Wake named “College that Pays You Back”

Wake named “College that Pays You Back”

Wake Forest appeared alongside schools such as Princeton, Johns Hopkins and Vanderbilt on the Princeton Review’s list of “Colleges that Pay You Back” — a comprehensive list of colleges and universities that deliver the best return on investment.

The Princeton Review releases many lists detailing the best and worst of many of the country’s colleges.

“My first thought is students at Wake Forest believe they work hard and lovingly call this place “Work Forest” sometimes, which reflects that notion,” said dean Christy Buchanan about Wake’s appearance on the list. “I think the positive side of that is that it does prepare students for what comes next very well.”

According the their website, the Princeton Review analyzes schools that pay you back based on three main attributes: academics, affordability and career prospects. To make the list, each school has to have a reputation as academically challenging and research driven. This also includes a school’s admission statistics, which includes the average GPA and test scores of its applicants, to see whether or not the college or university is selective in its admissions. The list also factors in the affordability of each individual institution. “Affordability” also includes financial aid, as to not give advantage to less expensive state schools. Financial aid ratings are self-reported by students, who declare how satisfied they are about their financial aid packages.

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Finally, the Princeton Review researches career prospects at each institution. This can be measured in strong career development resources, such as offices or departments dedicated to career development or a strong alumni network.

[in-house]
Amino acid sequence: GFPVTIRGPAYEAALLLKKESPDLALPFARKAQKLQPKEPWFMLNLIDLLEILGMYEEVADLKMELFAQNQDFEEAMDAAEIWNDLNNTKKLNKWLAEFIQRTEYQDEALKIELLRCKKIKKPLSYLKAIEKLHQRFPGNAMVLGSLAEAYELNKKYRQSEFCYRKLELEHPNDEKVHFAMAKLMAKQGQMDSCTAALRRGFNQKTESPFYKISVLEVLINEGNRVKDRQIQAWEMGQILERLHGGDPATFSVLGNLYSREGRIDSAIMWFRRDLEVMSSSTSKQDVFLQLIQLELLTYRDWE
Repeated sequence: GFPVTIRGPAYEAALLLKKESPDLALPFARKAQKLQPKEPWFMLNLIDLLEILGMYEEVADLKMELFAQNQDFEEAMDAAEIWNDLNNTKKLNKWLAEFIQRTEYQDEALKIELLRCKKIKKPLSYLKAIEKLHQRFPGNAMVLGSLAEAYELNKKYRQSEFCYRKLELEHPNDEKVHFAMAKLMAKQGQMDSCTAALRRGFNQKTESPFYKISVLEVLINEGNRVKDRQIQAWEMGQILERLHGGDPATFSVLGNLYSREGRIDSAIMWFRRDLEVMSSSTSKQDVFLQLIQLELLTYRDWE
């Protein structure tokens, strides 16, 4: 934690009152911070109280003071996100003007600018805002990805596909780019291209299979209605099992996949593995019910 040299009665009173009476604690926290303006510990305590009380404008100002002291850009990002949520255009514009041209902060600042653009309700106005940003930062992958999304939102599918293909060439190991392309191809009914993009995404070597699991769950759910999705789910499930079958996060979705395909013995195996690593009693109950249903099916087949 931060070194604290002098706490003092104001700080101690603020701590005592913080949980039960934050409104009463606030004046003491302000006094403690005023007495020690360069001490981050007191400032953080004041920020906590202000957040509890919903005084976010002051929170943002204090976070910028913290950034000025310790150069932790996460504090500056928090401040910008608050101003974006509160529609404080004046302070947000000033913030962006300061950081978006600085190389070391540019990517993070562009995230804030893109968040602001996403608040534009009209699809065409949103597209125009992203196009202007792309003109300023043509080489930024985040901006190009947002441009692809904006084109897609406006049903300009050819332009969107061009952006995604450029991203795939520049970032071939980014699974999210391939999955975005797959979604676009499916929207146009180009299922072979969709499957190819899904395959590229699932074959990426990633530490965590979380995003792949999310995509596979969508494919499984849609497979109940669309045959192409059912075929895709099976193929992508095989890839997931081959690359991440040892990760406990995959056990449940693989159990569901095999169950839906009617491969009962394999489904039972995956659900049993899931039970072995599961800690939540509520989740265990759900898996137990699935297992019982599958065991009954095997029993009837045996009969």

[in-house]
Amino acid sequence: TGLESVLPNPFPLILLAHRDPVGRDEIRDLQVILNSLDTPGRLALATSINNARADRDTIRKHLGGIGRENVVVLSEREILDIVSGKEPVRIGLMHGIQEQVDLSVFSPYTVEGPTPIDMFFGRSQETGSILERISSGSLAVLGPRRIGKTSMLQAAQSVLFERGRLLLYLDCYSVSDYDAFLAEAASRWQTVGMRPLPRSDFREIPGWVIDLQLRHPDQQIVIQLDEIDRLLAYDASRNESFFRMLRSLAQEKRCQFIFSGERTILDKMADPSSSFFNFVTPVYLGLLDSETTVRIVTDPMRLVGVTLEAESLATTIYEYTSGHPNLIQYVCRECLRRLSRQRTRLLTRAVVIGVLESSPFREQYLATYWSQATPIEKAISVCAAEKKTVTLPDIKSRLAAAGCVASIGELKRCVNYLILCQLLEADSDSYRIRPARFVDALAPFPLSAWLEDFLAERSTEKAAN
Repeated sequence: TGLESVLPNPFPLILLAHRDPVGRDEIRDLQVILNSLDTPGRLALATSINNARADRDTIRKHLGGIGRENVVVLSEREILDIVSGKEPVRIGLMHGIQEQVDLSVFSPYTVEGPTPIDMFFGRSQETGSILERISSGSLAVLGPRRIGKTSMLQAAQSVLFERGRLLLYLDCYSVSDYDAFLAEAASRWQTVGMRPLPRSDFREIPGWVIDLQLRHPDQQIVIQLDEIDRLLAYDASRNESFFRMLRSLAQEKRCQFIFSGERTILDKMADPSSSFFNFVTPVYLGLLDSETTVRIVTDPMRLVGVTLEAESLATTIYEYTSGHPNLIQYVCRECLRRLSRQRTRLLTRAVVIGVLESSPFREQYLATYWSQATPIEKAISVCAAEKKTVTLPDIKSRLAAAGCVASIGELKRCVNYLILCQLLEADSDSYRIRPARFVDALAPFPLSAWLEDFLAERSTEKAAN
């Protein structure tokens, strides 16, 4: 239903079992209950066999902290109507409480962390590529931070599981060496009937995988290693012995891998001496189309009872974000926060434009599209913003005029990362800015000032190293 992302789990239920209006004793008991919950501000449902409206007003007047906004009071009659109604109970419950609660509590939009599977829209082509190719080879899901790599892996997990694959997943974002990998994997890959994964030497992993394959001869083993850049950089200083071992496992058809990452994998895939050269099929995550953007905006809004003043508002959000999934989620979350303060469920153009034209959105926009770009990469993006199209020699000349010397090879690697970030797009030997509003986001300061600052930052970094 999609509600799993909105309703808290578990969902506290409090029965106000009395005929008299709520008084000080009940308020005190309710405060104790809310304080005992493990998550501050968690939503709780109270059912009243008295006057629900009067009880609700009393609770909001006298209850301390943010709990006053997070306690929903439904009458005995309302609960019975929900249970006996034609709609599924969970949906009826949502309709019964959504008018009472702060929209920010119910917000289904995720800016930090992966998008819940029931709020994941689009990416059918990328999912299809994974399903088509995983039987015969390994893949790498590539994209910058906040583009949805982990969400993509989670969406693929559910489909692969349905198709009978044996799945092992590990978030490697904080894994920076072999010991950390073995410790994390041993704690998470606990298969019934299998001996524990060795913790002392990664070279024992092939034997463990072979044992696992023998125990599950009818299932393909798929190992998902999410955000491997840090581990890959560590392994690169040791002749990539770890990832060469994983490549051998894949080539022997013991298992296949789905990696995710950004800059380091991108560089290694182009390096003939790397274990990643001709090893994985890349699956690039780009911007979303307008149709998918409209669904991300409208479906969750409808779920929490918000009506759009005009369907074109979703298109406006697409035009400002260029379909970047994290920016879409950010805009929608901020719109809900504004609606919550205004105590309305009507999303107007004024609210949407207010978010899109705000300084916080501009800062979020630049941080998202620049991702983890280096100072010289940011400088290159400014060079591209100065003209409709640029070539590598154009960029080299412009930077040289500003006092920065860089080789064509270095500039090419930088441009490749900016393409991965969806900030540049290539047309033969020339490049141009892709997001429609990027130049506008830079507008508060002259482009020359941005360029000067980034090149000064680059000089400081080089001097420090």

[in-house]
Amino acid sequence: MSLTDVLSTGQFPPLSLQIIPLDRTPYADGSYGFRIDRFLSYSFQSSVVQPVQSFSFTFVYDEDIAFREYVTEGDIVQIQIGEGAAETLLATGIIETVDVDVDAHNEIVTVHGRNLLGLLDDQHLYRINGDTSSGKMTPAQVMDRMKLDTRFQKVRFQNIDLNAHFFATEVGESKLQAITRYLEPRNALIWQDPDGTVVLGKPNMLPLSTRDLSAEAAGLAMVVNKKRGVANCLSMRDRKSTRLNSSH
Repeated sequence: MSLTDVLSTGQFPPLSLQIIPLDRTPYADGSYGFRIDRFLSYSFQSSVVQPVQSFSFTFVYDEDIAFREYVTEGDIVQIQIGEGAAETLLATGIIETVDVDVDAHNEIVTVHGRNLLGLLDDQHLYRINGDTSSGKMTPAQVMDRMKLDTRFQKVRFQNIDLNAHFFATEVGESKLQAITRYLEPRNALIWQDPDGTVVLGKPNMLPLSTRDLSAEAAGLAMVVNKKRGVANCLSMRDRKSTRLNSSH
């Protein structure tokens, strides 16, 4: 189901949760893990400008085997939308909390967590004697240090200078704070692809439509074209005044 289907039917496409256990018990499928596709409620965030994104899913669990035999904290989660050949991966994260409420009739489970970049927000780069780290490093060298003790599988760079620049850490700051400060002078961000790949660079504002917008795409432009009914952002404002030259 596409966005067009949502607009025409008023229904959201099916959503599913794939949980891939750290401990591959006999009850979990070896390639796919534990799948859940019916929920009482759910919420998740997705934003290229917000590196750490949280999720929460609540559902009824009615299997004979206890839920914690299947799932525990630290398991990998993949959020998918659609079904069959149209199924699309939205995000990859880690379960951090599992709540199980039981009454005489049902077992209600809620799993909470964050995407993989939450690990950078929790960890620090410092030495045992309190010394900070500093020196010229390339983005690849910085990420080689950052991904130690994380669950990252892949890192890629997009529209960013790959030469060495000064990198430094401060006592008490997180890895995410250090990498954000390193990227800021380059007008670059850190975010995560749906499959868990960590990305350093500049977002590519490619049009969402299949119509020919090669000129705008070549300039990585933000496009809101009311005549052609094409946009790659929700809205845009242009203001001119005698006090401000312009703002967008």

“I’ve been at Wake Forest for 23 and a half years, I have heard more times than I can count from alums who go on to graduate school and go on to jobs who say all that the hard work I did at Wake Forest, it really paid off,” Buchanan said.  “Whether it’s ‘I’m in a graduate school class and I’m sailing through it’ because they clearly learned relevant information, or developed excellent work habits or in the working world: the discipline, problem solving, research and all the things that are taught and expected at Wake Forest contribute to job success. I do think the environment here leverages students’ capacity for that as well as attracted students who accomplished and demonstrated potential for that in high school.”

Wake Forest’s profile on the Princeton Review specifically discusses the Office of Personal and Career Development’s (OPCD) impact on its appearance on the list. The website detailed that the OPCD offers help with résumé reviews, career counseling, intern searches and job applications, resources which students call “incredible” for a school of small size. Overall, Wake’s “Career” subsection rating was a 90 out of 100.

“Hearing something like this is relieving for me,” freshman Bill Leftwich said. “I’m only a freshman, so knowing that I have resources to use in the future that are nationally recognized really lets me know that Wake has my future in mind.”

Wake Forest’s financial aid was also celebrated on the Princeton Review’s website. The list commended Wake Forest’s commitment to meeting 100 percent of demonstrated need for new students.

Also, the website detailed Wake Forest’s flexibility with various scholarships in order to pay for tuition. Wake Forest received a rating of 92 in this field.

“That’s something I definitely admire about Wake Forest,” freshman Cameron Waters said. “I was looking for scholarships when I was applying to schools last year. You have to admit that [Wake Forest] is pretty expensive, and their openness to scholarships helps anyone avoid paying out of pocket for tuition.” 

While this accomplishment draws immediate attention, it also carries permanent, positive implications for the future of Wake Forest on a national scale.

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    VAReaderApr 25, 2016 at 4:54 pm

    Go Deacs!